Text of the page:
“Then why was she being so mean? It makes no sense! You’re way more important than her and there was no reason for her to act like that! And why are you drinking that so slowly? I’ve seen you go through bottles faster than the amount of time you’ve had that glass.”
“Effervescent wines, Fross my dear, are an experience. They are to be savored, one sip at a time.”
Ruda sipped her champagne. “Because if you drink ’em too fast, you get the burps.”
“And as for your other question,” Darling remarked, turning his disarming smile on the pixie, “some folks mistakenly believe that socializing is a zero-sum game. They think they have to tear somebody down in order to build themselves up.”
“And…that’s not true?”
“Eh.” He shrugged. “In certain, specific situations, it can be. As a general rule, though, you get better results being nice to people.”
“See, that’s what I think,” the pixie agreed bobbing enthusiastically. “Oh, hey, Trissiny’s back!”
The paladin strode toward them, exhibiting barely-held restraint; her stride was just short of stomping, her face scarcely less than a glare.
“I’d ask how your conversation went,” Ruda said dryly, “but, well…look at you.”
“He’s not going to do anything,” Trissiny said tightly, coming to a stop next to them. Unconsciously, she rested her left hand on her sword, thumb caressing its pommel. “Oh, he didn’t come out and say so, but all he did give me was a speech about restraint and subtlety. I know by now when I’m getting the runaround from a bureaucrat.”
Bishop Darling burst out laughing.
Trissiny stared at him in silence for a moment, her expression deteriorating further. “I’m glad I amuse, your Grace.”
“Sorry!” he wheezed. “I’m sorry, but… You just called Toman Panissar a bureaucrat. If you knew the man at all, General, you’d realize just what a grand joke that is.”
“General Panissar isn’t likely to tell you his plans under any circumstances; the world typically finds out what he intends to do after he’s done it. If he gave you a speech about restraint, well… That sounds to me less like a man declaring his intentions and more like a seasoned commander taking the opportunity to offer some advice to a less experienced one. What’s all this about, if I may ask?”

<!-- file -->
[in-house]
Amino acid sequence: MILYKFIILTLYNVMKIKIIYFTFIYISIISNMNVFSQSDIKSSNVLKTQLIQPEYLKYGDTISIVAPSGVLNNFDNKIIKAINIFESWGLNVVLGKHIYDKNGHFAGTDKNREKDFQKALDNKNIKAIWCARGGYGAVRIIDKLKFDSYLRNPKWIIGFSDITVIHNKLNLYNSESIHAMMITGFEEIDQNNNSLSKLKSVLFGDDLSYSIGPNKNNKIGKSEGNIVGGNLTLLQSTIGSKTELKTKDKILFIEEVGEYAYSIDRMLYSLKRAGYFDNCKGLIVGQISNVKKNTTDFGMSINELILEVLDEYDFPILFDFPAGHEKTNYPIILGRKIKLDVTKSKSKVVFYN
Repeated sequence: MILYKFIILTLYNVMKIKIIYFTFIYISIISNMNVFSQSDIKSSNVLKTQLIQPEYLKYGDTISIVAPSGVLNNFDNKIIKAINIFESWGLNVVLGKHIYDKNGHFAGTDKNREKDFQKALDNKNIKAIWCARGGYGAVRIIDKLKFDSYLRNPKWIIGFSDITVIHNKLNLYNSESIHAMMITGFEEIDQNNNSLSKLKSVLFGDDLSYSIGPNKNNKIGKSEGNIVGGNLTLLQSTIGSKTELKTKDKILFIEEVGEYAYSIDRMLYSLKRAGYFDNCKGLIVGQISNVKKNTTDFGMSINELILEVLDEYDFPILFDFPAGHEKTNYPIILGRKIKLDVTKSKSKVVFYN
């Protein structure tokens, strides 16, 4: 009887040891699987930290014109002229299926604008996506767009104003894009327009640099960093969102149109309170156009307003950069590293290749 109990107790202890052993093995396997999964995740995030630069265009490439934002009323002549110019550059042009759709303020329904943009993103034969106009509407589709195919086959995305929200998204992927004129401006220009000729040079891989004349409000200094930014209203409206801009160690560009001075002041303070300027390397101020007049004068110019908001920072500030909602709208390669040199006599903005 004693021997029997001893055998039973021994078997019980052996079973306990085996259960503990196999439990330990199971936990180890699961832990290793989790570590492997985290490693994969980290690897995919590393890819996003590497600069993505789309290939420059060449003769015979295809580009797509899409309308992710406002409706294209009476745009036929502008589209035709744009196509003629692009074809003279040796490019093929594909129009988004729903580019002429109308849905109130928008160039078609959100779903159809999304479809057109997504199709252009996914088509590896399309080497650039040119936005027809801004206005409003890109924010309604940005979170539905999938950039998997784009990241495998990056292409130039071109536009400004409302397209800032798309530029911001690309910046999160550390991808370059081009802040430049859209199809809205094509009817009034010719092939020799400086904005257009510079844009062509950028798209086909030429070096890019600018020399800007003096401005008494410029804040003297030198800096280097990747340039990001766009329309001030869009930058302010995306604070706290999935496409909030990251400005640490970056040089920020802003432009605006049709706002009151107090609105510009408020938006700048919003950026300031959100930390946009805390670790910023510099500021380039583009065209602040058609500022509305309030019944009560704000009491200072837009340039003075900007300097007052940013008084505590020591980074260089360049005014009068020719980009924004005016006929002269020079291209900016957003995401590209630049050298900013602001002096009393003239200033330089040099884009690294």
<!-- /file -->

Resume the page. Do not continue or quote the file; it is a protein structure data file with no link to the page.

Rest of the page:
Trissiny pursed her lips for a moment before replying. “Trouble in Lor’naris. Some of his soldiers have been hassling the residents.”
“Ah, yes. That.” Darling nodded. “I begin to see why the talk of restraint. It’s good of you to take an interest, Ms. Avelea, but the Lorisians can usually handle their own affairs.”
“You know about this?” she demanded, her eyebrows rising.
“It’s been going on for a while. A number of people aren’t happy about having a district full of drow right here in Tiraas; some of them happen to wear uniforms. Like I said, the matter has never gotten out of hand.”
“Well, it’s beginning to,” she said sharply. “I personally saw soldiers of the city guard attempt to arrest several citizens on entirely trumped-up charges. If I hadn’t been there to put a stop to it, who knows how this might have escalated?”